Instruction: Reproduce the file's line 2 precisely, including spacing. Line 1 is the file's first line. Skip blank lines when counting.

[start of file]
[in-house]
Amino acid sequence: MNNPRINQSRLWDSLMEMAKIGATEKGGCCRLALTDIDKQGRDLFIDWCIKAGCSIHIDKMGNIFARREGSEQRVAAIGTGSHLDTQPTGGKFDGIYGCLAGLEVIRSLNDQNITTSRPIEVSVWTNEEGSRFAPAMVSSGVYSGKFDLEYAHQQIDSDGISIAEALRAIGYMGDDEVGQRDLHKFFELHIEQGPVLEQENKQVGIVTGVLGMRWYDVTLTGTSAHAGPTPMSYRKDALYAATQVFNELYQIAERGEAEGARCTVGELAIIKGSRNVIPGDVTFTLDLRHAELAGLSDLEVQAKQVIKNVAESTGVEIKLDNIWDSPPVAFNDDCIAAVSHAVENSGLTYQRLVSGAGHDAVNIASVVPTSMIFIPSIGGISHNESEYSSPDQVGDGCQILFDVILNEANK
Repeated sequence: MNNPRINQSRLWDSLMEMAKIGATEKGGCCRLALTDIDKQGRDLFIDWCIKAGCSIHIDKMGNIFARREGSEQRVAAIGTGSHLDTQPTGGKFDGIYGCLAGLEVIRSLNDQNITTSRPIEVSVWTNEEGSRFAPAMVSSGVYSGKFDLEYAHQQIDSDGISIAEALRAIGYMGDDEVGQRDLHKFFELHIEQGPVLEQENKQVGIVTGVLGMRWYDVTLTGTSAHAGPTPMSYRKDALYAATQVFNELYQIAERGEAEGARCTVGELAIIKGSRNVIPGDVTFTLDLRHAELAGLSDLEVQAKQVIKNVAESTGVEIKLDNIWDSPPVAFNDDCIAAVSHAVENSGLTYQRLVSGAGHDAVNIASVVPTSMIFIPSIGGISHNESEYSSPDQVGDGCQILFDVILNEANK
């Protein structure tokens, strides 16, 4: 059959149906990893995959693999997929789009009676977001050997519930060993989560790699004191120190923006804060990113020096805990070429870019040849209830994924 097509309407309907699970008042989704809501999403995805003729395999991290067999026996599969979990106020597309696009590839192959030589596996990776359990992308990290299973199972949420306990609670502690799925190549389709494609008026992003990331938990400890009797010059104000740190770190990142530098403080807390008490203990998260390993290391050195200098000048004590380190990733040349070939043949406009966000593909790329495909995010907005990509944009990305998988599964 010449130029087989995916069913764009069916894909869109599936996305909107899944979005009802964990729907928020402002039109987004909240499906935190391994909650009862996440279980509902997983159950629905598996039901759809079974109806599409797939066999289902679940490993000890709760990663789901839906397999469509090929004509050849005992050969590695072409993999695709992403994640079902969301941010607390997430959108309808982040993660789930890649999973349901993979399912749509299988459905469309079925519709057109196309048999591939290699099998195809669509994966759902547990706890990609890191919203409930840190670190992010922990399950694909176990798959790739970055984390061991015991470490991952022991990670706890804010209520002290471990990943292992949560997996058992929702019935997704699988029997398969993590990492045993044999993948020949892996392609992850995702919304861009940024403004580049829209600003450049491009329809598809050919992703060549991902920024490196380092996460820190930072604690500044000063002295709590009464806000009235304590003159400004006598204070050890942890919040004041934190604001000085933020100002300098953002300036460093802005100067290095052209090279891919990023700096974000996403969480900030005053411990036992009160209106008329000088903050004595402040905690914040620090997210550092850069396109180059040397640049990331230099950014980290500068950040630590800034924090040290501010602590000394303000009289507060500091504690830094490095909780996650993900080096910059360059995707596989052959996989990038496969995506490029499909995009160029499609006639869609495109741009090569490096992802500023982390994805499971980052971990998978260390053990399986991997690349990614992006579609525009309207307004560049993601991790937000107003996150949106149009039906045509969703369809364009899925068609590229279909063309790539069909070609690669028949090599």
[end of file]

Amino acid sequence: MNNPRINQSRLWDSLMEMAKIGATEKGGCCRLALTDIDKQGRDLFIDWCIKAGCSIHIDKMGNIFARREGSEQRVAAIGTGSHLDTQPTGGKFDGIYGCLAGLEVIRSLNDQNITTSRPIEVSVWTNEEGSRFAPAMVSSGVYSGKFDLEYAHQQIDSDGISIAEALRAIGYMGDDEVGQRDLHKFFELHIEQGPVLEQENKQVGIVTGVLGMRWYDVTLTGTSAHAGPTPMSYRKDALYAATQVFNELYQIAERGEAEGARCTVGELAIIKGSRNVIPGDVTFTLDLRHAELAGLSDLEVQAKQVIKNVAESTGVEIKLDNIWDSPPVAFNDDCIAAVSHAVENSGLTYQRLVSGAGHDAVNIASVVPTSMIFIPSIGGISHNESEYSSPDQVGDGCQILFDVILNEANK